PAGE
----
David Robertson, blew the save in the ninth, giving up four runs and a three-run homer to Matt Joyce and the Tampa Bay Rays defeated the Yankees, 4 to 1. David takes his first loss on the season.
What is the impact of this game? Well, his ERA jumps to a whopping 2.64, just a bit above Rafael Soriano's. Where was it before tonight? ZERO. He had 13 games, 23 strikeouts, a WHIP of ONE and his opponents were hitting a measly .170 off him. The Yankees dip to 16-14 and the AL East becomes a little more competitive, with the Red Sox and Orioles losing. (Yesterday's Rangers-Orioles game was rained out.)
Cue the Bandwagoner Nation...
Mariano Rivera, who will most likely miss the rest of the season due to his injury. Between he and Soriano, Robertson is the likely candidate. There will naturally be comparisons. I became sick of the "We miss Mo" tweets (not that I don't miss him) and was so disgusted by anyone who had the gall to boo him at the Stadium. They are clearly not true Yankees fans. However, if we are comparing, let us compare comprehensively.
In 1997, in Mo's first year as the "true" closer, he had 52 save opportunities and blew NINE of them. According to Baseball-Reference.com, that year was the highest "Average Leverage Index" he's ever experienced, if you believe in that statistic. I don't have to tell you what the result of that year was for the Yankees. It was his lowest save percentage until this year, when he's blown one save (forgot, didn't you?) and is now out with an injury.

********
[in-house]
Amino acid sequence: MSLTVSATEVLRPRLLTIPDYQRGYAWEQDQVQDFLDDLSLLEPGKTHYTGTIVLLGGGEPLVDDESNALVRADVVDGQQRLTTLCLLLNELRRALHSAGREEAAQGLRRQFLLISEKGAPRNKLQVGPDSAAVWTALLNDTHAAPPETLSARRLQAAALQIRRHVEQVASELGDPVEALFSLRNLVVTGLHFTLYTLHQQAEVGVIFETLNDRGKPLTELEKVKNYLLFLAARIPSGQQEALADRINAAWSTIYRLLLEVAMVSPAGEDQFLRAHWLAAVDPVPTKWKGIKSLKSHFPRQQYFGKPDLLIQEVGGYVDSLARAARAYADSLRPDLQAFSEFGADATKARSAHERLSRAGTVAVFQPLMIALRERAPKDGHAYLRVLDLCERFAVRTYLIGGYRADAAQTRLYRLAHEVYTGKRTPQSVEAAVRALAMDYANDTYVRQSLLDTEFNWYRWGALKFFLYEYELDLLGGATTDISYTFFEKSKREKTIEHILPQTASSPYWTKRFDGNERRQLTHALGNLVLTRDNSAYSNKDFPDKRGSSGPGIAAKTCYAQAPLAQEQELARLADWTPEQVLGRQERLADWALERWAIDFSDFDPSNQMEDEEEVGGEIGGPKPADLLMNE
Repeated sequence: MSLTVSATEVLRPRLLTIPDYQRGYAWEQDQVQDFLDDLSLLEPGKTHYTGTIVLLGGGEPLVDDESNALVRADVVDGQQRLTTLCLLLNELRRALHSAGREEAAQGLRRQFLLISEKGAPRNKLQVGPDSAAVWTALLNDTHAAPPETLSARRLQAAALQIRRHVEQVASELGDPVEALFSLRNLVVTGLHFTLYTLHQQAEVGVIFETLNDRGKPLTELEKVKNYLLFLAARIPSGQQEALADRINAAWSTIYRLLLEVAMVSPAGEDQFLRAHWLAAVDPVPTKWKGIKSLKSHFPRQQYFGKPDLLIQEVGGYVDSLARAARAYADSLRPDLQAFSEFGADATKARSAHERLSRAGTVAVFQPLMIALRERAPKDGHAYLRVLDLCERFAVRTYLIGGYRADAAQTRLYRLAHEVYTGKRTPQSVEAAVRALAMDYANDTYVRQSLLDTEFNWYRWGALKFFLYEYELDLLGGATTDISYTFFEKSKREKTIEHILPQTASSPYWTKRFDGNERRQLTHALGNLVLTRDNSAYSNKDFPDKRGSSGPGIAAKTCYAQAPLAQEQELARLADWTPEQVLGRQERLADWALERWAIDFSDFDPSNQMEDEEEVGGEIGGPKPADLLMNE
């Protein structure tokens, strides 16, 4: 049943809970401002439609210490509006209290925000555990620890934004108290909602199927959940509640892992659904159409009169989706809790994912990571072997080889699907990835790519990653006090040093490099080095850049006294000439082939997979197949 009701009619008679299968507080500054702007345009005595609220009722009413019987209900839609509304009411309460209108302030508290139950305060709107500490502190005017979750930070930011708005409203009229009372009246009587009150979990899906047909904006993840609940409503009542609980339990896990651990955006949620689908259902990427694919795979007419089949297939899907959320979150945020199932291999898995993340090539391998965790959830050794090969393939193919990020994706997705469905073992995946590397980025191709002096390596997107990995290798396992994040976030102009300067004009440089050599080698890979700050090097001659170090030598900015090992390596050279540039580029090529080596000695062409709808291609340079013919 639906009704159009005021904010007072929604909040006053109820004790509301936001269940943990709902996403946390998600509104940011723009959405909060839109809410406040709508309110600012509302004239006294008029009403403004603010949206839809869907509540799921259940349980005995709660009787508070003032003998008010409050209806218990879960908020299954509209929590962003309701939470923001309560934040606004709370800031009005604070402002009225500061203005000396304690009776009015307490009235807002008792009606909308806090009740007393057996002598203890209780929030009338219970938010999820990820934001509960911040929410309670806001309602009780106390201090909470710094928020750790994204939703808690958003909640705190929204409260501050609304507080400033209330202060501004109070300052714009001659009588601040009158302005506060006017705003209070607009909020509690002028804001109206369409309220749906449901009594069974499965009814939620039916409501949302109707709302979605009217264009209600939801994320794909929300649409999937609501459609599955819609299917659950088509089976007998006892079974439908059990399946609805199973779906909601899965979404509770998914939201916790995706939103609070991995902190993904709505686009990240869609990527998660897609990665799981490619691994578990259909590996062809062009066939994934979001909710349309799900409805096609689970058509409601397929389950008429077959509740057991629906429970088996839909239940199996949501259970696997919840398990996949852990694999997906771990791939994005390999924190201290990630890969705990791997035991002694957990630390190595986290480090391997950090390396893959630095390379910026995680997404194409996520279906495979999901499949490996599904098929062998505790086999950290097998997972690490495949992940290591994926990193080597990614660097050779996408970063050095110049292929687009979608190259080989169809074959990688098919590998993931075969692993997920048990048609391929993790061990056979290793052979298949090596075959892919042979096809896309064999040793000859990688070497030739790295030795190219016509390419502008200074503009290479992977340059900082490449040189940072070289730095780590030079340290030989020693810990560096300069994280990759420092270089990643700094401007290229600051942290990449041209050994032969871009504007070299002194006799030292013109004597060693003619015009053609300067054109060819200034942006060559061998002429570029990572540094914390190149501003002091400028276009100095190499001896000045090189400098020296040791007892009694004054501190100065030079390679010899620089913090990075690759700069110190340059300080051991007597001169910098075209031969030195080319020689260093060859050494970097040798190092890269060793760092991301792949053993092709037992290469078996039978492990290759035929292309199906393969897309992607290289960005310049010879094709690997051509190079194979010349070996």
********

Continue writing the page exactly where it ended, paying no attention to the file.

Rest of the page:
What does this mean? Bandwagoners can ride their happy caravans into town to hitch onto whatever team they decide to next. David Robertson is clutch. He is a class act. He embodies and represents everything the Yankees stand for and can live up to the legacy this team maintains. Personally, he is among the league of Derek Jeter, Andy Pettitte and Jorge Posada, some of our recent favorites, and he has the talent and potential to professionally reach the ranks of Boomer, Mariano and Roger Clemens. In 2011, he had a 1.08 ERA after 70 games with 4 wins, a .113 WHIP and held his opponents to a .170 BA with ONE HUNDRED STRIKEOUTS.
The numbers, the man and the name speak out for themselves. You can boo the bats, boo Joe Girardi or boo the Rays but, if you boo David Robertson, you don't know the Yankees and you don't know baseball.
--Fox Luu, BYB Guest Writer
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